Algebra 2 Exponents as Variables
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Exponential Equations
Exponents as Variables

 

 We have graphed stuff like Y = X 2 ...

 

 

 
 How about Y = 2 X?
 
 Well, we know that when X = 0, Y = 1
 since anything to the zero power equals 1.
 
 We also know that when X = 1, Y = 2.
 Lets see what happens at even bigger X values ...
 
X Y
0 1
1 2
2 4
3 8
4 16
5 32
6 64
7 128
8 256
9 512
10 1024
 
 So it looks like this ...

 

 
 So for positive values of X anyway, 
 this sort of looks like the graph of Y = X 2
 I wonder which one goes up faster?
 
 Y = X2
X 0 1 2 3 4 5 6 7 8 9 10
Y 0 1 4 9 16 25 36 49 64 81 100
 
 Y = 2X
X 0 1 2 3 4 5 6 7 8 9 10
Y 1 2 4 8 16 32 64 128 256 512 1024
 
 Wow! no doubt about it.
 After a close start and some lead changes,
 Y = 2 X goes up much faster on the right side of graph.
 I wonder what happens on the left side of the graph of Y = 2 X?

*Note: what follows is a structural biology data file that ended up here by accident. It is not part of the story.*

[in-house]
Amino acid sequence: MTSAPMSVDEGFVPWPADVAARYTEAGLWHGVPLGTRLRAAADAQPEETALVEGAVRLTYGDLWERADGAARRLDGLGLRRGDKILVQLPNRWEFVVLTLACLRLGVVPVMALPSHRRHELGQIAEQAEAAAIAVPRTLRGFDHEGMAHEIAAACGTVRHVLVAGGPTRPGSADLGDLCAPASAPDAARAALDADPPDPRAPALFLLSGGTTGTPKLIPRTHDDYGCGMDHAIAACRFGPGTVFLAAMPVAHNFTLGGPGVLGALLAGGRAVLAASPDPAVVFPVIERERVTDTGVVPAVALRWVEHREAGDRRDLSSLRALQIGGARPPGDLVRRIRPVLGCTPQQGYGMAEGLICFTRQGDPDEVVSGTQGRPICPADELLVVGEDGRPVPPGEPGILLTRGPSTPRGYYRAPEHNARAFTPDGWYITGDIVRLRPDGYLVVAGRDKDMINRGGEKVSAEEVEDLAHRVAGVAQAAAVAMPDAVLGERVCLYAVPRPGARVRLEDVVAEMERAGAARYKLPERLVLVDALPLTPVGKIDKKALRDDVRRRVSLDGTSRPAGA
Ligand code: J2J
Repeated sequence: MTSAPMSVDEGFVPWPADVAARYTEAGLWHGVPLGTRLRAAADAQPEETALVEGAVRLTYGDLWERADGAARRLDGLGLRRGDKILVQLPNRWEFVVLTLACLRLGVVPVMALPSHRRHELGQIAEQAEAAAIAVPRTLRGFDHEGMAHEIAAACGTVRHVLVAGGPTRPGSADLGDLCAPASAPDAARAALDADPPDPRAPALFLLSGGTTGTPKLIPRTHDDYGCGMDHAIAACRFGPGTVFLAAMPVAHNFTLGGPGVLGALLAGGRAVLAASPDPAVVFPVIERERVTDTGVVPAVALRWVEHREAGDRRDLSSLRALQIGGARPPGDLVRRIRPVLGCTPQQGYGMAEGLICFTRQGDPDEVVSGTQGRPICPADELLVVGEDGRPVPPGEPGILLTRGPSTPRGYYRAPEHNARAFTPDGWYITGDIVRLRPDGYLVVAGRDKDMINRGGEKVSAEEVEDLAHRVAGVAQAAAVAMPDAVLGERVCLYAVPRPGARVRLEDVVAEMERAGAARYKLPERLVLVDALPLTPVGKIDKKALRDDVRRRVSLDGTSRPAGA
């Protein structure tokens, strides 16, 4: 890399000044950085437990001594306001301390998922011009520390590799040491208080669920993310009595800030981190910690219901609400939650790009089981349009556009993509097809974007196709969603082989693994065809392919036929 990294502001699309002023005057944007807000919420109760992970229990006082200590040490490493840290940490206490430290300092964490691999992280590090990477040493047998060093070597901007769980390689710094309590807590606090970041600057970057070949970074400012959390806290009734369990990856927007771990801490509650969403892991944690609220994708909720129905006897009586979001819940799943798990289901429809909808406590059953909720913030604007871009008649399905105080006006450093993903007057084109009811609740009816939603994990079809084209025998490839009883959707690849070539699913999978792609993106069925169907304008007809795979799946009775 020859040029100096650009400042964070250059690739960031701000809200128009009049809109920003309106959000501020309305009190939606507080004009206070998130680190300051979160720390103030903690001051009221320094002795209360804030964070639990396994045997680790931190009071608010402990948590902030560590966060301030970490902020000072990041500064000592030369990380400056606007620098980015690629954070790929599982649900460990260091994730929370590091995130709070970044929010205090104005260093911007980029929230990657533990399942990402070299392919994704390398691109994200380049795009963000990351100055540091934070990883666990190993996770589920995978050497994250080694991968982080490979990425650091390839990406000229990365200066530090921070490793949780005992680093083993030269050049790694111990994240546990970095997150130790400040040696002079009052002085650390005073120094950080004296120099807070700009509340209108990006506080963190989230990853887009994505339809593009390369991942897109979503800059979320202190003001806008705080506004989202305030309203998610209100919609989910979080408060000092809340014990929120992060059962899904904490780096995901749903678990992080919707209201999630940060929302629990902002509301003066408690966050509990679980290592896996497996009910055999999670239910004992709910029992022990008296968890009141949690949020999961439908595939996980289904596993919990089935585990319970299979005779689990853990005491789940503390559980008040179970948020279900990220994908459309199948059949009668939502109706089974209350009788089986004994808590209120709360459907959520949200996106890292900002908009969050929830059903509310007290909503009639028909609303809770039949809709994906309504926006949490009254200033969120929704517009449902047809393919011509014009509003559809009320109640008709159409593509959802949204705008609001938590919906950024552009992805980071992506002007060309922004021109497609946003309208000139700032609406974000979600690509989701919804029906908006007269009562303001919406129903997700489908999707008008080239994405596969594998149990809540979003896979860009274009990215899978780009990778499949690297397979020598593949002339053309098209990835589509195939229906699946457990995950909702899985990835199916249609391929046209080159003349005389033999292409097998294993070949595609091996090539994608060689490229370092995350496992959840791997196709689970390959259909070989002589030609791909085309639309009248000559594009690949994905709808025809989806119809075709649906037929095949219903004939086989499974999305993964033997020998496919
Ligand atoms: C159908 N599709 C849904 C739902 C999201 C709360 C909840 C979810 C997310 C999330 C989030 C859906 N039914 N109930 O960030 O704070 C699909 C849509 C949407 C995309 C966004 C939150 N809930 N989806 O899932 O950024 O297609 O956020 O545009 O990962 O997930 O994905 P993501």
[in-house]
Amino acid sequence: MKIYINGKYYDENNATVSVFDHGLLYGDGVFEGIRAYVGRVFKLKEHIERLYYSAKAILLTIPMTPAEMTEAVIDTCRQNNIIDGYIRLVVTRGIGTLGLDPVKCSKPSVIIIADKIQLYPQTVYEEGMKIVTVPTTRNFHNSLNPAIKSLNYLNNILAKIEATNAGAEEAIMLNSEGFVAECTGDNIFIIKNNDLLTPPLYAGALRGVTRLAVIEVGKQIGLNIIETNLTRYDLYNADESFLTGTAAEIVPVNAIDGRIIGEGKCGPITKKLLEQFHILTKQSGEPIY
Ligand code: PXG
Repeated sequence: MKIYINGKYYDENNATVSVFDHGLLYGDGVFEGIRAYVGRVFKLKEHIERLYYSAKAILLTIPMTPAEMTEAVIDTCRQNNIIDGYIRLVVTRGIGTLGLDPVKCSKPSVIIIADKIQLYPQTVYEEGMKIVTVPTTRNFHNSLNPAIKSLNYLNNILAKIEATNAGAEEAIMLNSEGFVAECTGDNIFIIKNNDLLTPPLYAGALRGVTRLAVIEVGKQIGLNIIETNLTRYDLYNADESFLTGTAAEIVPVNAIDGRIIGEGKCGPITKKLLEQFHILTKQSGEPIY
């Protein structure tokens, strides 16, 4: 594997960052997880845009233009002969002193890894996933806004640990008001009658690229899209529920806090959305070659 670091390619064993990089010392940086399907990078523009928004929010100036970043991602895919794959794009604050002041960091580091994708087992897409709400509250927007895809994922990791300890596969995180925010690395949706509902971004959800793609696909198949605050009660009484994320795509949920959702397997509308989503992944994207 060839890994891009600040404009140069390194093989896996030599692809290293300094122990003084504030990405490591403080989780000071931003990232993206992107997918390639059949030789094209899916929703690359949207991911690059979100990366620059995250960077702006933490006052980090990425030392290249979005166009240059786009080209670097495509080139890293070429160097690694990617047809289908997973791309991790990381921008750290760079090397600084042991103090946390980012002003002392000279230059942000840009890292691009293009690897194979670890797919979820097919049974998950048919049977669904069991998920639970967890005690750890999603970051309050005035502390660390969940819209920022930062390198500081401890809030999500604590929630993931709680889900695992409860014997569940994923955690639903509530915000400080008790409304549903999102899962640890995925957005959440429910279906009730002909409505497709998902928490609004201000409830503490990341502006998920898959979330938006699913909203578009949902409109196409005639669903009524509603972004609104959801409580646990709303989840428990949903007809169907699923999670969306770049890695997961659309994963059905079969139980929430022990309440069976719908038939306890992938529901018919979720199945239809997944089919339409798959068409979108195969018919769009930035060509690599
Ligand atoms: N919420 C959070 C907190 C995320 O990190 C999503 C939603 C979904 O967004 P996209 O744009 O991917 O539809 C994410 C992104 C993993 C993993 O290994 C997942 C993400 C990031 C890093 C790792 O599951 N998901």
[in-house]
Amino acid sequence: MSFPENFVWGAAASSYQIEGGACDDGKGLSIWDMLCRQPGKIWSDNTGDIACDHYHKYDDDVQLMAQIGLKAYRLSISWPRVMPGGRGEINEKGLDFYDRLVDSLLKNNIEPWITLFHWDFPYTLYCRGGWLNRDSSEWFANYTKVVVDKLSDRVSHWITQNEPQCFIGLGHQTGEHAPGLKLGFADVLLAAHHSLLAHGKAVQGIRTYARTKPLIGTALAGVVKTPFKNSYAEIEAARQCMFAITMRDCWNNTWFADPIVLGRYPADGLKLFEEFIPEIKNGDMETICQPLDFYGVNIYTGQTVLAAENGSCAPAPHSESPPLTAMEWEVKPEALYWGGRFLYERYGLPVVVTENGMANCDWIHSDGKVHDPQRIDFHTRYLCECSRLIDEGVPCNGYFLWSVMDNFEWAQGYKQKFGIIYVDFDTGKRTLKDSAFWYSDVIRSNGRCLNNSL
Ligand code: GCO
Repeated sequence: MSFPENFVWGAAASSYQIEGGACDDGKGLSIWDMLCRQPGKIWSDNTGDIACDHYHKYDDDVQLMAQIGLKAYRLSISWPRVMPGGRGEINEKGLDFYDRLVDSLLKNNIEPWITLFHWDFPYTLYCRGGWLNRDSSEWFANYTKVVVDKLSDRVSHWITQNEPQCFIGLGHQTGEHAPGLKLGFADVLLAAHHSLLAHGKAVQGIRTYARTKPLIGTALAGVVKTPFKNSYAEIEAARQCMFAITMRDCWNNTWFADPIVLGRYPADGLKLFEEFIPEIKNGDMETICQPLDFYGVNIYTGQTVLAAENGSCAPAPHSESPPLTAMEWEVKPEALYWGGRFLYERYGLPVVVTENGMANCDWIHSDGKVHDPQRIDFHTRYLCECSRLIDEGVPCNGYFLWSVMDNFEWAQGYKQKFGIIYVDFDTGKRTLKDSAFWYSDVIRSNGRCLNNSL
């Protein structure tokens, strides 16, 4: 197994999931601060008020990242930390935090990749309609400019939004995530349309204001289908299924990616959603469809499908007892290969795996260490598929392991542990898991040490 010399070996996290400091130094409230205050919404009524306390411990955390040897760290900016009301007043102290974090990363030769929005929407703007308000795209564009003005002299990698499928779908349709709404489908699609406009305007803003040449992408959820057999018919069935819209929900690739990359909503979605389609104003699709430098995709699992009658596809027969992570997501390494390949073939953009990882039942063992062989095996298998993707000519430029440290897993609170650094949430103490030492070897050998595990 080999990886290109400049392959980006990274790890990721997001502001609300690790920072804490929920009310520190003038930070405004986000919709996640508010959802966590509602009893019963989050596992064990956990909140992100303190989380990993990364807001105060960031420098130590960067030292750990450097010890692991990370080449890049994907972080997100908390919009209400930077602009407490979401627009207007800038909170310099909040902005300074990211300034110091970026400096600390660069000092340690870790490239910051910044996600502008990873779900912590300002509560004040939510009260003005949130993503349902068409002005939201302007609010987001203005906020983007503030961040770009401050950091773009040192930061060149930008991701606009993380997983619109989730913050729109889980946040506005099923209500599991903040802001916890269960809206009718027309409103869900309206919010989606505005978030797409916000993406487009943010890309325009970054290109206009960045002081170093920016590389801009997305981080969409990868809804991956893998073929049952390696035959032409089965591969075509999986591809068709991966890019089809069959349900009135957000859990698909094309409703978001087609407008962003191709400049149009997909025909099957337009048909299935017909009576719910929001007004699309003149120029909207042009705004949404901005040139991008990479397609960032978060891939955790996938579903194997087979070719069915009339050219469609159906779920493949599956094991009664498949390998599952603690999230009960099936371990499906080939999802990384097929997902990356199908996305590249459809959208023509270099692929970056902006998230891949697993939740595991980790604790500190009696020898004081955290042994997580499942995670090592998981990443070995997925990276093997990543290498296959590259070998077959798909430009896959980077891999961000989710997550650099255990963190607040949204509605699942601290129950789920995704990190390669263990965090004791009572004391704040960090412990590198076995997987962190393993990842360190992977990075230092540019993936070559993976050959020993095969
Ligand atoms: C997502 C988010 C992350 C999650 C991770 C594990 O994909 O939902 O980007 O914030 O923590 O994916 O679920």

Remember that negative exponents don't mean negative numbers,
 they mean "put this term in the denominator"
 So:

 
 So as X values go off to the left,
 the denominator keeps getting bigger and Y keeps getting smaller.
 But Y always stays positive.
 That means that this equation (and most other exponential equations),
 has a horizontal asymptote at Y = 0.
 

 

 Don't forget that an asymptote is just a really fancy name
 for some value that a graph gets really close to.
 Here, our graph line gets closer and closer to Y = 0
 but never actually gets there.
 We KNOW that it never gets there because ...
 

 

 
 Way back when we learned a bunch of exponent rules.
 They still apply when the exponent is an X (or any other letter)
 and not a number.

 

 

   copyright 2005 Bruce Kirkpatrick

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